WASHINGTON (Reuters) -The U.S. government has linked North Korean hackers to the theft of hundreds of millions of dollars’ worth of cryptocurrency tied to the popular online game Axie Infinity, according to digital forensics firms.
Ronin, a blockchain network that lets users transfer crypto in and out of the game, said digital cash worth almost $615 million was stolen on March 23.
No one has explicitly assigned blame for the hack, but on Thursday the U.S. Treasury identified a digital currency address used by the hackers as being under the control of a North Korean hacking group often dubbed “Lazarus.”
Blockchain analytics firms including Chainalysis and Elliptic said the designation confirmed that North Korea was behind the break-in.
A person familiar with the matter confirmed that North Korean hackers had been the focus of the cybersecurity firm’s investigation for the past couple of weeks.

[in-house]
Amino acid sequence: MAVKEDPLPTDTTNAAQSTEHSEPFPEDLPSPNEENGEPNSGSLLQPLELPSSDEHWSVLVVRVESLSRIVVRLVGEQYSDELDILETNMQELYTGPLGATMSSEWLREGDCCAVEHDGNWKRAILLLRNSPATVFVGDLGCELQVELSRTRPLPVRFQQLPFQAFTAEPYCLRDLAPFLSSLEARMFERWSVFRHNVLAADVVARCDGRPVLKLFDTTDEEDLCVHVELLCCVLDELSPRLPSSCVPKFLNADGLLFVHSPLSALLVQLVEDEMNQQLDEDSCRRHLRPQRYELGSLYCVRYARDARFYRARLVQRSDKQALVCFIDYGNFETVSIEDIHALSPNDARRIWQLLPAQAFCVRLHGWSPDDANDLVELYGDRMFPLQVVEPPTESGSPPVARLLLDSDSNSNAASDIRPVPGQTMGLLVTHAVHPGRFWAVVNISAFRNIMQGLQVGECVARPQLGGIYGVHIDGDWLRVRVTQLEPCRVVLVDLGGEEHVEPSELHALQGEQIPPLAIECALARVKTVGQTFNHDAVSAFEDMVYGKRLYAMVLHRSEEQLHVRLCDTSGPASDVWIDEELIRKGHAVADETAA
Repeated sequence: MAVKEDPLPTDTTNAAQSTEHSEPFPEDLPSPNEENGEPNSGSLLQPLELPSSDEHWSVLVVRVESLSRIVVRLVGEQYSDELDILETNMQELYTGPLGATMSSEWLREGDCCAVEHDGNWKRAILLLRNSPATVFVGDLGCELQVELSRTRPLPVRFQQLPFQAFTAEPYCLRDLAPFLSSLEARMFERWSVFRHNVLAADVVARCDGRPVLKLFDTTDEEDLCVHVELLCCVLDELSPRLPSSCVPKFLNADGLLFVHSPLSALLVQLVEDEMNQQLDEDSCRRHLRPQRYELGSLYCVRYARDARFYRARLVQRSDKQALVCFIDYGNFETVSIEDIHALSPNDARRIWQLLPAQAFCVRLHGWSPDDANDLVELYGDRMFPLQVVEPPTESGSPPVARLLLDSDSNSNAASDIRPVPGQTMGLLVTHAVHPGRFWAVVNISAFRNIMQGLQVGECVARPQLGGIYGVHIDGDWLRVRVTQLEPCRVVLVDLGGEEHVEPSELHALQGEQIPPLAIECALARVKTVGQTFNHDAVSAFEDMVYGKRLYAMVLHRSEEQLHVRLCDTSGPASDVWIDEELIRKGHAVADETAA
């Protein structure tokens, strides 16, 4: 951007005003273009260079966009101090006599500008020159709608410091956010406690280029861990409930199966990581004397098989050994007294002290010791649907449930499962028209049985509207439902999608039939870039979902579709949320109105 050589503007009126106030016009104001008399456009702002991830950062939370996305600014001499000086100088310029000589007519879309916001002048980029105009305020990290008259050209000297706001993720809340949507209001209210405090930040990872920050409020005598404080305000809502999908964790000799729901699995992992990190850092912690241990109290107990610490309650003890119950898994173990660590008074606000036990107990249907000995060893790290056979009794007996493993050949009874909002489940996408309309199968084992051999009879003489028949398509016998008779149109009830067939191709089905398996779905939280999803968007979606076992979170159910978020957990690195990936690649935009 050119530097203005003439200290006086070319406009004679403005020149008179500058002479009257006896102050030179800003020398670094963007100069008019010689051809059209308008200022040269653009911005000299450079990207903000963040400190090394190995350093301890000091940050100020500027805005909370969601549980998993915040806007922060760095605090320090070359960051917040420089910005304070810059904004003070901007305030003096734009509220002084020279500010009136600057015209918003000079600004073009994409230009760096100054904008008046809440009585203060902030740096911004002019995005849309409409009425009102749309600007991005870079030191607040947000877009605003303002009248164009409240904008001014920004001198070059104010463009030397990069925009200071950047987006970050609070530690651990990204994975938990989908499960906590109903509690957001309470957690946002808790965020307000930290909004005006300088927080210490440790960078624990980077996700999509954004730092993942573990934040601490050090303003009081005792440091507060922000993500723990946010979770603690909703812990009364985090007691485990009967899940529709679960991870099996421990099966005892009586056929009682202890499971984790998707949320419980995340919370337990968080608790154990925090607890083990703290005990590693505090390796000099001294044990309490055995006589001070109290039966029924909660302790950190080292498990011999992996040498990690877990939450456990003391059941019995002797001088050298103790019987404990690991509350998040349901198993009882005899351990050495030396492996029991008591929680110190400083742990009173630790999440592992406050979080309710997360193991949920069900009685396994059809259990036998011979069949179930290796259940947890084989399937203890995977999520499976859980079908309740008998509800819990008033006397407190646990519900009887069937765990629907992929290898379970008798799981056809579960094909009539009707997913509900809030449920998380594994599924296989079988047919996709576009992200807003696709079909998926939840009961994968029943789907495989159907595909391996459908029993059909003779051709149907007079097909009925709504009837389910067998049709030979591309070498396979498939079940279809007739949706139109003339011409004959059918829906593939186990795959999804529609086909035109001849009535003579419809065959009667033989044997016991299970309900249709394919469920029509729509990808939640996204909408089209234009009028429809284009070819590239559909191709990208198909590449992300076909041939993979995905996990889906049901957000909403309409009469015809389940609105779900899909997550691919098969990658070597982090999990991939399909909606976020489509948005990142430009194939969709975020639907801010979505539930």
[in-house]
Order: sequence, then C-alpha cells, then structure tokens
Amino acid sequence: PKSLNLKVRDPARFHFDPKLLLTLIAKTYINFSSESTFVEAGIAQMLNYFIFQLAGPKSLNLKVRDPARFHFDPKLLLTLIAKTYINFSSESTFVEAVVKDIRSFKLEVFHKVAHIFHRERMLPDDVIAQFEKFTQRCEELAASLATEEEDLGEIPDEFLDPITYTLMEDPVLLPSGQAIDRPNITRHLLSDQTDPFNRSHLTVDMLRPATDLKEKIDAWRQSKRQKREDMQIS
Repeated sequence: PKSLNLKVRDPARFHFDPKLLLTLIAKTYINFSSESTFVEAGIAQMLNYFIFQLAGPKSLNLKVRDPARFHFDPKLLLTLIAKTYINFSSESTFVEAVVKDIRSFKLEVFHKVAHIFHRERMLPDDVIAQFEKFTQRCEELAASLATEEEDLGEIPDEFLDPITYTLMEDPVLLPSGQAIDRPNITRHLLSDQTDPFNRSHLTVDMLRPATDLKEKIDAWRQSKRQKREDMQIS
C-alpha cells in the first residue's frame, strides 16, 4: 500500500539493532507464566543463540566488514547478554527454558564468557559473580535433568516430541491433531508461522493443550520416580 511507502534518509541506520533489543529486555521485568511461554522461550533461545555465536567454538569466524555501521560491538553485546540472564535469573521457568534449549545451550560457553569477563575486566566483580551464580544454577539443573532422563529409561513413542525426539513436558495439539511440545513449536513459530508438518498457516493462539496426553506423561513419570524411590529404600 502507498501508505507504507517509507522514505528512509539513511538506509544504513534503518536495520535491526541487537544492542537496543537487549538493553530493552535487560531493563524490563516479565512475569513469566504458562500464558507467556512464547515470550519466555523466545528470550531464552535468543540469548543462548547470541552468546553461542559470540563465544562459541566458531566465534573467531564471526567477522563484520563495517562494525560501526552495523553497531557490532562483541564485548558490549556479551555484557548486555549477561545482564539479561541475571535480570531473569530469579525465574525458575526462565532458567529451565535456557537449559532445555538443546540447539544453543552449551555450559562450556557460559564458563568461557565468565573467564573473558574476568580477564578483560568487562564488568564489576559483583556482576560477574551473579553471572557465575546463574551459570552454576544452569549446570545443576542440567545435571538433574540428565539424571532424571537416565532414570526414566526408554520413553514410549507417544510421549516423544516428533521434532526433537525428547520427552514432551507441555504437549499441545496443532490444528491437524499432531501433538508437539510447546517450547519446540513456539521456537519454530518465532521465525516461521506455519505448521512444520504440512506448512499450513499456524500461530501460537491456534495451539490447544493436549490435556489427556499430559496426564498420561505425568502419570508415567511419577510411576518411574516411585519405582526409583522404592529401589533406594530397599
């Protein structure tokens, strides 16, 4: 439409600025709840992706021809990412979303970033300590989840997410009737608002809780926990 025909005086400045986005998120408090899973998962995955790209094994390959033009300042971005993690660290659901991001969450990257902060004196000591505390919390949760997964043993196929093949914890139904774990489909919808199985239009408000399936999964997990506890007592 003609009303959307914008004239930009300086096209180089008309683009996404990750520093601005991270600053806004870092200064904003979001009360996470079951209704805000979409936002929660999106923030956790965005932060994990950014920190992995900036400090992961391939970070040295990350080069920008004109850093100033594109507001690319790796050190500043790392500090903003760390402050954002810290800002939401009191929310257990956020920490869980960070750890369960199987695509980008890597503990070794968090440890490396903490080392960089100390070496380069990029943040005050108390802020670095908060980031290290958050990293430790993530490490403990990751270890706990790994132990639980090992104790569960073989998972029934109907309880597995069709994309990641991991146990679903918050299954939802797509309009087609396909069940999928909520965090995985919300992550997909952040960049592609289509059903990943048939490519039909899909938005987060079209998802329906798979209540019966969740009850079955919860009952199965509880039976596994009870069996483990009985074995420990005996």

The U.S. Treasury did not immediately return a message seeking comment. CrowdStrike, which was hired by Sky Mavis to investigate the breach, also declined comment.
Aleksander Larsen, the co-founder of Sky Mavis, which makes Axie Infinity, declined comment.
The United States says the Lazarus hacking group is controlled by the Reconnaissance General Bureau, North Korea’s primary intelligence bureau. It has been accused of involvement in the “WannaCry” ransomware attacks, hacking of international banks and customer accounts, and the 2014 cyber-attacks on Sony Pictures Entertainment.
The United States is pushing the U.N. Security Council to blacklist the Lazarus Group and freeze its assets, according to a draft resolution reviewed by Reuters on Wednesday.
“We are still in the process of adding additional security measures before redeploying the Ronin Bridge to mitigate future risk,” the Ronin blog said. “Expect the bridge to be deployed by end of month.”
(Reporting by Raphael Satter and Daphne Psaledakis in Washington and Elizabeth Howcroft in London; Editing by Sandra Maler)